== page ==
costs delay freeways
Tax debate looms on how to fund building materials' $121 mil spike
The Arizona Republic
Feb. 13, 2006 12:00 AM
A spike in construction prices has poked a
$121 million hole in the regional freeway plan's budget, causing a handful of
projects to be deferred for a year and setting local politicians to work on a
"Plan B" in case costs keep climbing.
Nobody is sure how long soaring material costs will last or whether deeper cuts
in the new regional transportation plan will be needed. But that prospect is
fueling discussion of using new taxes to cover the higher costs without delays
in the 20-year program.
"We're hoping that the situation will stabilize, and we're even crossing
our fingers that we might see some relief with costs going down," Arizona
Department of Transportation spokesman Doug Nintzel said. "But it's
difficult to predict."
The latest news comes as some Valley
communities are lobbying state lawmakers and Maricopa County for help speeding
up freeway widening projects to deal with growth-fueled traffic congestion.
Valley mayors are being careful not to overstate the severity of the problem at
this point, because they don't want to panic voters who approved a half-cent
transportation sales-tax extension just 15 months ago.
"It always raises alarms," said Glendale Mayor Elaine Scruggs,
chairwoman of the Maricopa Association of Governments transportation policy
"The tax just started being collected, and already there are
Several factors led to the first-year
budget shortfall. Hurricane Katrina and the Valley's construction boom created
shortages in crucial construction commodities, such as cement. When volatile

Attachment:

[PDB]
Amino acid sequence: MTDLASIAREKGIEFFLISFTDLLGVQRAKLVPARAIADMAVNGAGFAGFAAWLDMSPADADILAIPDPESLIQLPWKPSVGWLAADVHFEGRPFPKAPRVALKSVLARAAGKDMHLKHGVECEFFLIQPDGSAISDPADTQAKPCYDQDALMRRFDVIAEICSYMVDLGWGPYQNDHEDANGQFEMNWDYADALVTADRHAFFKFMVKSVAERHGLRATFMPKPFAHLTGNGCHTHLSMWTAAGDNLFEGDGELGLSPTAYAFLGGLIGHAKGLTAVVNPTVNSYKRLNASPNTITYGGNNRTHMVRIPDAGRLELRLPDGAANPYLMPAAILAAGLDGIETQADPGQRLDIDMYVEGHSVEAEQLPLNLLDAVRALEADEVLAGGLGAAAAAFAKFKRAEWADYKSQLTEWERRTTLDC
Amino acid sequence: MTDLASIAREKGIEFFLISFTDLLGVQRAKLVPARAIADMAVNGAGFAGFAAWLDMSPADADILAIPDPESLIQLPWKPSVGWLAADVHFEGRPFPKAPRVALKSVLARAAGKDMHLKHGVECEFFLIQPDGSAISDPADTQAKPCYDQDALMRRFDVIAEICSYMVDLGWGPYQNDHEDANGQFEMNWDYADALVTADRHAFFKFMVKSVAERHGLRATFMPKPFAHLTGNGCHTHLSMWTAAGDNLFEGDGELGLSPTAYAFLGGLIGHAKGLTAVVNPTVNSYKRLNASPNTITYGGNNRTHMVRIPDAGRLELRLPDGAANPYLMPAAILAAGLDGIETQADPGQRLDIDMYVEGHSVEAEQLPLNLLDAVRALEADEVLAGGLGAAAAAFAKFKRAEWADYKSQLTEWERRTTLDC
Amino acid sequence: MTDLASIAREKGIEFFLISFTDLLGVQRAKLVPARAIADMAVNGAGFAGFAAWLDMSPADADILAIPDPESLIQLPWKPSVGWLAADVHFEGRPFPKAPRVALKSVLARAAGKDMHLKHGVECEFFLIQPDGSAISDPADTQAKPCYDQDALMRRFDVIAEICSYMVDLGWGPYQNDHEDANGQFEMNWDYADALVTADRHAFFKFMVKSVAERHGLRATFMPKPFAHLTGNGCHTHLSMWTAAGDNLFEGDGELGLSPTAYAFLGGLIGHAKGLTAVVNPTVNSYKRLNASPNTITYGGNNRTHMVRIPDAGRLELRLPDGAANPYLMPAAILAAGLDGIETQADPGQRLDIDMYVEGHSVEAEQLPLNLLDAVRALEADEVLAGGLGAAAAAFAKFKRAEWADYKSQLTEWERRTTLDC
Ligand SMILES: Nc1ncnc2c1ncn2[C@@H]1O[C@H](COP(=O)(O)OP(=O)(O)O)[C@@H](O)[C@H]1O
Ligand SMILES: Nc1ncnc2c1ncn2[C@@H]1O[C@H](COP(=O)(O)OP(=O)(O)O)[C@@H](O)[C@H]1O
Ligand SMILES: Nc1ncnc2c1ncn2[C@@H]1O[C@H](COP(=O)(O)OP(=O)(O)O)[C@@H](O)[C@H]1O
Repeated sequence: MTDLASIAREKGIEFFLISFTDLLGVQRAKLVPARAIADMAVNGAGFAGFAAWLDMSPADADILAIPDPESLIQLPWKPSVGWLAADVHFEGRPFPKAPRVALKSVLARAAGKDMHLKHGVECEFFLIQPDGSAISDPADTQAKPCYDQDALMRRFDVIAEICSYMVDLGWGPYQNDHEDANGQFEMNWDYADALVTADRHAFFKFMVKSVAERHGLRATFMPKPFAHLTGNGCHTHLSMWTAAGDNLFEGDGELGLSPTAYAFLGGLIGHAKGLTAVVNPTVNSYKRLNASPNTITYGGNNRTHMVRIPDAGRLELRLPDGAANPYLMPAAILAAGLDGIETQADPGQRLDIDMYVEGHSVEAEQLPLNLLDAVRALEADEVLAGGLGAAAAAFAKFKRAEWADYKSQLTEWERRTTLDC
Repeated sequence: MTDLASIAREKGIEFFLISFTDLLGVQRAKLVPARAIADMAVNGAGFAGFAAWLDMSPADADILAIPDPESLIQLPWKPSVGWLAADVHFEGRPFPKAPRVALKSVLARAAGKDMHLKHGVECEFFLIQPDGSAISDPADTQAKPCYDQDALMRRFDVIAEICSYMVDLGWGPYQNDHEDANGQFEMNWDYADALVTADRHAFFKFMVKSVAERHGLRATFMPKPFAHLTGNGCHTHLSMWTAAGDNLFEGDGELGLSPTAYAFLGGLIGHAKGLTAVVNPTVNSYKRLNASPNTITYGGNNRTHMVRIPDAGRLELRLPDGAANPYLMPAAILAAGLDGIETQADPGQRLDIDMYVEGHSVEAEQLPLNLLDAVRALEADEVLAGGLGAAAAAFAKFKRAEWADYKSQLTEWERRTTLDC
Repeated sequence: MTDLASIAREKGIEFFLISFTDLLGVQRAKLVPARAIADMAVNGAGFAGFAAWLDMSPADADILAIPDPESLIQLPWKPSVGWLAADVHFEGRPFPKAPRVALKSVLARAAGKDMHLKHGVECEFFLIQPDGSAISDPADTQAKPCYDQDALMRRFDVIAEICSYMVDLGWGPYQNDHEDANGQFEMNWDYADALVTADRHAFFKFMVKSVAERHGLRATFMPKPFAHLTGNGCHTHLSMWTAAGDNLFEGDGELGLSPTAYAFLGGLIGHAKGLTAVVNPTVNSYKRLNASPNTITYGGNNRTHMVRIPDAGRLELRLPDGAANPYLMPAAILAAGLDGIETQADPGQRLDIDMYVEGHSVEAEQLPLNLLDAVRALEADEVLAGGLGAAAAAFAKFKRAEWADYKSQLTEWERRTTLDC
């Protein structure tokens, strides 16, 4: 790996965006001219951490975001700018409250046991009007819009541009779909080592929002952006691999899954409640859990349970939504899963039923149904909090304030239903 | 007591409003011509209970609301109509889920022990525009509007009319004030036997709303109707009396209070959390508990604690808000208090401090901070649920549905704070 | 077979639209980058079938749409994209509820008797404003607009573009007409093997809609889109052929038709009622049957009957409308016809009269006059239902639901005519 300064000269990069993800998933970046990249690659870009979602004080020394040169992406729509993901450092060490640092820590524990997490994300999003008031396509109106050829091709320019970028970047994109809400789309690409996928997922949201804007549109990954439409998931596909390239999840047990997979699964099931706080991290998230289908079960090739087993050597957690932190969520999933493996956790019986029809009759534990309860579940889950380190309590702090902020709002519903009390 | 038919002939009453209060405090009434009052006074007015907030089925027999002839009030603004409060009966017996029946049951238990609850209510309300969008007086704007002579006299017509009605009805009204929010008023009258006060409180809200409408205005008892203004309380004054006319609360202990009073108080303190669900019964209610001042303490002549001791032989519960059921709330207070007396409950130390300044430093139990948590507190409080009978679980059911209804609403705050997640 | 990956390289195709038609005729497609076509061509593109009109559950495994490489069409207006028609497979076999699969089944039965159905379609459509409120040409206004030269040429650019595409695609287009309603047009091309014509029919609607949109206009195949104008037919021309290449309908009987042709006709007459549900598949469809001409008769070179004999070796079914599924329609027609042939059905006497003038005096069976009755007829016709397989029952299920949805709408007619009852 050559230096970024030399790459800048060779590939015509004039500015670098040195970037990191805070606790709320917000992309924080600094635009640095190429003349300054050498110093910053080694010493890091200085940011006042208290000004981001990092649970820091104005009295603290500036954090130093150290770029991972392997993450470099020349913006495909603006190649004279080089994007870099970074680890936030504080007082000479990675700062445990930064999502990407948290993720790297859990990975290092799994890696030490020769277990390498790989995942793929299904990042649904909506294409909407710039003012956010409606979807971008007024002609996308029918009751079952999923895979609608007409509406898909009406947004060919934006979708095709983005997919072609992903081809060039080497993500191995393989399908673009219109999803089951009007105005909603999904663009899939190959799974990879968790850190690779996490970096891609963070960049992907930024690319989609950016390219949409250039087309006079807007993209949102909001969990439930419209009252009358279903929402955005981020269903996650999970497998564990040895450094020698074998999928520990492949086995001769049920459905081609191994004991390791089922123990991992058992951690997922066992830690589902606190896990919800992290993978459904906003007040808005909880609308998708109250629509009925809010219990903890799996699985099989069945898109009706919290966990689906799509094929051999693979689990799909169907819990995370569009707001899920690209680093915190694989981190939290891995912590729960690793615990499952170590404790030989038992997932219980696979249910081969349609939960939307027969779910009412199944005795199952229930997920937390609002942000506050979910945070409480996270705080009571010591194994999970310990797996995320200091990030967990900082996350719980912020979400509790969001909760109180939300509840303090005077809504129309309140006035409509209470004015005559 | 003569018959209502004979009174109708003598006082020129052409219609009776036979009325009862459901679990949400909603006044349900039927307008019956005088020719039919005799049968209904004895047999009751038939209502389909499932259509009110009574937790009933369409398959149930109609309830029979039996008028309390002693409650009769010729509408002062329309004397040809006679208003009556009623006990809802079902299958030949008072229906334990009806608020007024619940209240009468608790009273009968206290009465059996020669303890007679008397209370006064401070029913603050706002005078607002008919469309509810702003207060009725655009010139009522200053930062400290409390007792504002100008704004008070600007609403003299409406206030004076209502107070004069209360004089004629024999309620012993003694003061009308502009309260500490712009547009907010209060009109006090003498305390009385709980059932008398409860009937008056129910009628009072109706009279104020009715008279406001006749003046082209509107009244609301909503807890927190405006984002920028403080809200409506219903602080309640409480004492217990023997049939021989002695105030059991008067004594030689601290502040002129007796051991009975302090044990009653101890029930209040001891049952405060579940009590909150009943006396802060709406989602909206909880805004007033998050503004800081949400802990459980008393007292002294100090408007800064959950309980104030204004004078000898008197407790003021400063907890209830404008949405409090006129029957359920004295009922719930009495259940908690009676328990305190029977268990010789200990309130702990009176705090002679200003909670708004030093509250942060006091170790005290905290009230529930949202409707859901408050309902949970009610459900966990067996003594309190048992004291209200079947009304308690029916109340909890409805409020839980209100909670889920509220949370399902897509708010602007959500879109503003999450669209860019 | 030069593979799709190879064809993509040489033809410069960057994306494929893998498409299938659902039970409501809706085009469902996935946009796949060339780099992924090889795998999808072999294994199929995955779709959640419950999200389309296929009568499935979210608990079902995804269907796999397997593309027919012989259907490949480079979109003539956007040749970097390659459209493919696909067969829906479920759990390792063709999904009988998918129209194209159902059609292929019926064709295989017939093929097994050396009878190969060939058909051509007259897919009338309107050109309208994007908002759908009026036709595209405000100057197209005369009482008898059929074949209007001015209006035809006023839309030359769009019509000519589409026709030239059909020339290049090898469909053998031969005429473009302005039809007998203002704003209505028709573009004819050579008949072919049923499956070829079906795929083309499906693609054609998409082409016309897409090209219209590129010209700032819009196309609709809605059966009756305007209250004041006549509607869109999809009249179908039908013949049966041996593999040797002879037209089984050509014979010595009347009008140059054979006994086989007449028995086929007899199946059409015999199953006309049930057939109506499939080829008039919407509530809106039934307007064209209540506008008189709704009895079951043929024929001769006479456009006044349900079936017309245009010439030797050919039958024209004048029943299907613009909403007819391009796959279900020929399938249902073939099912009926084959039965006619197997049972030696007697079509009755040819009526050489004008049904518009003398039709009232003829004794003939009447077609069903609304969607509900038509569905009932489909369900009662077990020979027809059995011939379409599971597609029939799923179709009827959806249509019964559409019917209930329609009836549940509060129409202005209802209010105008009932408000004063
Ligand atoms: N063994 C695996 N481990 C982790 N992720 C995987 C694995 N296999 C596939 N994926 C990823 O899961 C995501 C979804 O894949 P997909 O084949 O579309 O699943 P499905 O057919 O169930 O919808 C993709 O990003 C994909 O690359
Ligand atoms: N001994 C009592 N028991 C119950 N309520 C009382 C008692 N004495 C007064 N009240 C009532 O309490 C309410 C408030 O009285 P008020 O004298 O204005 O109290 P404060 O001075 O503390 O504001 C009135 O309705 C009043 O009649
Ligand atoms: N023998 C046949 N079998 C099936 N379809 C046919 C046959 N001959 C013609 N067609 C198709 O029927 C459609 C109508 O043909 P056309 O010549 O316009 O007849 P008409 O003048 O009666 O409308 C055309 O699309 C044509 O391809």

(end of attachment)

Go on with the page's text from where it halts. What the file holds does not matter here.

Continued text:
fuel prices and a shortage of contractors were added to the mix, it was a recipe
for disaster. Fewer companies are bidding for freeway projects, and their bids
are much higher than forecast in the plan.
According to MAG, $500 million worth of freeway work was budgeted in fiscal
2006, based on anticipated sales-tax revenue. Projects bid so far this year have
come in at $401 million, $91 million higher than expected. To finish everything
that originally was planned would cost an estimated $621 million, $121 million
more than budgeted.
While there is a possibility that the gap can be closed slightly if
transportation-tax collections come in higher than expected, MAG and ADOT
planners realized as they were updating the 2006 spending plan that price spikes
could cut into their construction agenda, said Eric Anderson, MAG's
"We've spread the fiscal '06 pain out a little bit," Anderson said.
"There may be other cost changes coming down the road. What we're trying to
do is not overreact to current costs."
Still, that news is likely to attract an "I-told-you-so" chorus from
critics of Proposition 400, the ballot measure that extended the countywide
transportation tax. Opponents complained during the 2004 campaign that there was
not enough money in the plan dedicated to freeways.
"Right now, that plan is like a submarine with screen doors," said
East Valley political activist Dave Thompson, who financed the campaign against
Proposition 400. "It's headed down at a 65-degree angle."
The plan's overseers are not as
pessimistic. They "guesstimate" that price spikes will last a year or
two. They chose not to start a number of 2006 projects until fiscal 2007 and to
delay one 2007 project by a year. If revenues continue at or above current
levels and construction prices stabilize, they expect to catch up to the plan's
original schedule by 2010.
The choice of what to defer was guided by the order of projects in the plan and
the readiness of this year's projects to start on time. Whenever possible, the
funding order of the projects must be preserved to protect the priorities
established by Proposition 400.
Last month, ADOT suggested waiting until 2007 to repave Interstate 10 in the
West Valley with rubberized asphalt, and to wait a year to make drainage
improvements on Interstate 17 in north Phoenix. Delaying those projects saved
Several larger projects that were facing technical delays also were bumped by a
year. For example, more than $10 million was to be spent this year to start
designing and buying rights of way for new feeder and collector lanes to
alleviate the bottleneck on Interstate 10 between 40th Street and Baseline Road.
Because environmental and design concept studies aren't ready, its start was
pushed to next year.
Big-ticket items that were put off include a $26.8 million bypass around
downtown Wickenburg, and a $23 million traffic interchange at 64th Street and
Loop 101. The Wickenburg work is awaiting coordination with the county Flood